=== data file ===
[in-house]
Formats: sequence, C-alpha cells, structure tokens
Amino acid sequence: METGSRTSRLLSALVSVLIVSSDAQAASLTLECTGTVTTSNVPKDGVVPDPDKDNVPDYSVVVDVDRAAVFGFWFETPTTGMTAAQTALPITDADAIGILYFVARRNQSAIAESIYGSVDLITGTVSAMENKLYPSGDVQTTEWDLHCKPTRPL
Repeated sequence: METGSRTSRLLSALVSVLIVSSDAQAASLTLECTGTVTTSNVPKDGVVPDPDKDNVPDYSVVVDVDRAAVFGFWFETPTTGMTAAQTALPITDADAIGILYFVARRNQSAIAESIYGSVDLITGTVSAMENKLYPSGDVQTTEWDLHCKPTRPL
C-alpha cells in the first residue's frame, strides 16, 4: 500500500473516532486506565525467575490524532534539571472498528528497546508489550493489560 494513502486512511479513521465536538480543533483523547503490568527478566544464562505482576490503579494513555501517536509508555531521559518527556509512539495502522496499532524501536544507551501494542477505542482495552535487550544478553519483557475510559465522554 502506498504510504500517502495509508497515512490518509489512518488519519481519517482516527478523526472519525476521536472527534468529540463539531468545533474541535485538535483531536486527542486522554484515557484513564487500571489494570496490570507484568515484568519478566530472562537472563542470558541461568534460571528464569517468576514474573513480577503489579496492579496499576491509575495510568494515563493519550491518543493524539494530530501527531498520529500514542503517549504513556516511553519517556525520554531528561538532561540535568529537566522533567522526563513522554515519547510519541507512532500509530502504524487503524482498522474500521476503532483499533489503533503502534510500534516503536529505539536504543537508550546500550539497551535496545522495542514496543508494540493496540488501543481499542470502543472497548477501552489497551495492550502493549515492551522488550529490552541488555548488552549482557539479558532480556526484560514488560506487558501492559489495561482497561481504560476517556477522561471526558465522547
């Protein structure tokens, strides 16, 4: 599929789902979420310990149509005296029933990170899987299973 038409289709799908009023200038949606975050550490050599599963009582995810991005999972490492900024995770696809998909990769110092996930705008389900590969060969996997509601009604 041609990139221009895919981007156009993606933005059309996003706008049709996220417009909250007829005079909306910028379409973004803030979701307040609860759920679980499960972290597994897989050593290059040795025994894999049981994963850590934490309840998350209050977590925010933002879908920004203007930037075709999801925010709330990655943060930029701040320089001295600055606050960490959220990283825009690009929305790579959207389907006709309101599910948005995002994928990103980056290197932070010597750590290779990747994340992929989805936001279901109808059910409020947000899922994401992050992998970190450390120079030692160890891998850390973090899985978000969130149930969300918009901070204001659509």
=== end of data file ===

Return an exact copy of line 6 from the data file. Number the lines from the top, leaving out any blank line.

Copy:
């Protein structure tokens, strides 16, 4: 599929789902979420310990149509005296029933990170899987299973 038409289709799908009023200038949606975050550490050599599963009582995810991005999972490492900024995770696809998909990769110092996930705008389900590969060969996997509601009604 041609990139221009895919981007156009993606933005059309996003706008049709996220417009909250007829005079909306910028379409973004803030979701307040609860759920679980499960972290597994897989050593290059040795025994894999049981994963850590934490309840998350209050977590925010933002879908920004203007930037075709999801925010709330990655943060930029701040320089001295600055606050960490959220990283825009690009929305790579959207389907006709309101599910948005995002994928990103980056290197932070010597750590290779990747994340992929989805936001279901109808059910409020947000899922994401992050992998970190450390120079030692160890891998850390973090899985978000969130149930969300918009901070204001659509």